I know a lot of people are in two minds about HDR photography. Frankly, I was too. To be honest though , it’s easy to see why so many people dislike HDR photography. A basic Google search will yield thousands of horribly overworked , badly produced HDR images.
This being said – in amongst all of the thousands of horrible images – you will find some truly amazing images that will most probably blow your mind.
I’m writing this blog in the hope that it will motivate other photographers to try out HDR photography.
Before I get into my 5 reasons why it’s awesome – I think I should just briefly explain what HDR photography is. HDR stands for High Dynamic Range. Basically HDR photography is the process of combining multiple images (Usually between 3 and 5) of different exposures to form one image that has a higher dynamic range of tone and detail than a normal single exposure image would have.
So what exactly does that mean. Let me try and explain with a practical example. If you’re like me – then you have probably taken a lot of photos of sunsets in your life. Have you ever noticed that when shooting into the sun most of the time the sun will be over exposed – and the foreground will be very dark. And you will basically only have one area on the photo that is properly exposed. This is because in that situation you’re dealing with a wide range of light and shadow – and the camera can only capture 1 exposure setting at a time.
With HDR photography the photographer takes multiple images at different exposures of that sunset and merge them together. So for instance you would take a photo that properly exposes the foreground but completely blows out the sky. Then you will take a photo that properly exposes the horizon but has a dark foreground and blown out sky. Lastly, you will take a photo that properly exposes the sky – and captures the details of the clouds and sun rays – while completely under exposing the foreground.
I think you probably get the idea.
So, now you might be thinking ” OK that sounds pretty cool, but what is the benefit of doing this”
Herewith my 5 reasons why HDR photography is awesome:
1. More Colour Tone
Combining 3 or more images with different exposures allows you to capture a massive range of colour tone. This essentially means richer colour and a more vivid image.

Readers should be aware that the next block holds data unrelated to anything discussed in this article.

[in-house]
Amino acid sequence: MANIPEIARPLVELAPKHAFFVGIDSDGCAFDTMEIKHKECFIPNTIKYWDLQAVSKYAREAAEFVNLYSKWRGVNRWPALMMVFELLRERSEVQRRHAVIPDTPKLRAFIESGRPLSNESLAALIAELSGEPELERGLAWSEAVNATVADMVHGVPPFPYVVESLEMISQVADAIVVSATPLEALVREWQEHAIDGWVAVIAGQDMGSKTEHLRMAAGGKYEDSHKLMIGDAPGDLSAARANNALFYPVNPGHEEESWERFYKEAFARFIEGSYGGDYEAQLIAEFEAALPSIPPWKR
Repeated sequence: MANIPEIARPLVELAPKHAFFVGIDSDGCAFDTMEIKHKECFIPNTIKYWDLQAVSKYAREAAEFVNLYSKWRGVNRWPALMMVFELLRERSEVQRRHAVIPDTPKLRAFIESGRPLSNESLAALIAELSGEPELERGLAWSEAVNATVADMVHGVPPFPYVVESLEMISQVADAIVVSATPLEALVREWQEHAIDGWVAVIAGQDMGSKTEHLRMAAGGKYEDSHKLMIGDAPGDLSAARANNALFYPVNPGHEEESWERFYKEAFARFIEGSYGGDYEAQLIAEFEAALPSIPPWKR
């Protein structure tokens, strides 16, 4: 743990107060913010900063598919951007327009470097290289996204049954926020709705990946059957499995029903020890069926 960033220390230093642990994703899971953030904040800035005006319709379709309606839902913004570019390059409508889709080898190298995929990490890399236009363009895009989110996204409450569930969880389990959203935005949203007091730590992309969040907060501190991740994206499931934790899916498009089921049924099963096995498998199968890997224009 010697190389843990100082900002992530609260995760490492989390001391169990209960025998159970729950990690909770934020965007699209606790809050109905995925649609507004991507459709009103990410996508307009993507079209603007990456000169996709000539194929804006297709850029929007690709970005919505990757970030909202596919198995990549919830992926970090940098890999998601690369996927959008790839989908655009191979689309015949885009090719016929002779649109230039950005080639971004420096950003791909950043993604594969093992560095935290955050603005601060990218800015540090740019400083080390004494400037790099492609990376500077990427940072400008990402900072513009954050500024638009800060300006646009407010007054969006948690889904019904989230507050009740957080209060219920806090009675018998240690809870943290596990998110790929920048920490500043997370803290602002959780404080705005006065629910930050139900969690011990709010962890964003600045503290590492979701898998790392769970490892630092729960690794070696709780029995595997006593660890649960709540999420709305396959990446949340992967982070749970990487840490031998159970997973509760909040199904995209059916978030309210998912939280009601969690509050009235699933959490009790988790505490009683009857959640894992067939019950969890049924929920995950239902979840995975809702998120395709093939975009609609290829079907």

2. More Detail
Because you’re working with 3 or more images – in essence you have a lot more data that’s being captured. This means more detail.
3. New Opportunities
HDR photography allows you to take photos in conditions where the light would normally not work well or yield a boring flat photo. As a matter of fact – I’ve often found that traditional “bad” light conditions actually work amazingly well for HDR photography. The more extreme the dynamic range of the light and the harsher the contrast – the more dramatic and striking the final HDR render will be.
4. Creativity Unleashed
If you’re like me and you enjoy creating a photo rather than just taking one – then you will love HDR photography. HDR gives you the freedom to really be creative and manipulate your images until they’re exactly how you want them to be. Often when working on a HDR image I feel more like a painter than a photographer. The amount of control you have over the final result is truly amazing.
Last but not at all least, is the fact that I think HDR photography is just plain fun. The process is exciting and there is always an element of surprise when you finally see the HDR image, which is in a way similar to the process of shooting on film and finally seeing your image after it has been developed. HDR photography has become a great motivating factor in getting out there and taking photos. I can’t help it anymore – I see “HDR moments” everywhere I look. It could be the most mundane scene ever – and I would think “Hmmm.. that would look amazing in HDR”.
Isn’t that what photography is truly all about? Seeing the world through different eyes – and expressing it in a way that is unique and true to yourself.
In order to clearly illustrate the power of HDR photography – I have added an example of a HDR image v.s. a normal single exposure image that I took recently.
I hope this posts motivates you to give it a go! Enjoy!
- Stephen Geldenhuys
HDR image using 3 exposures: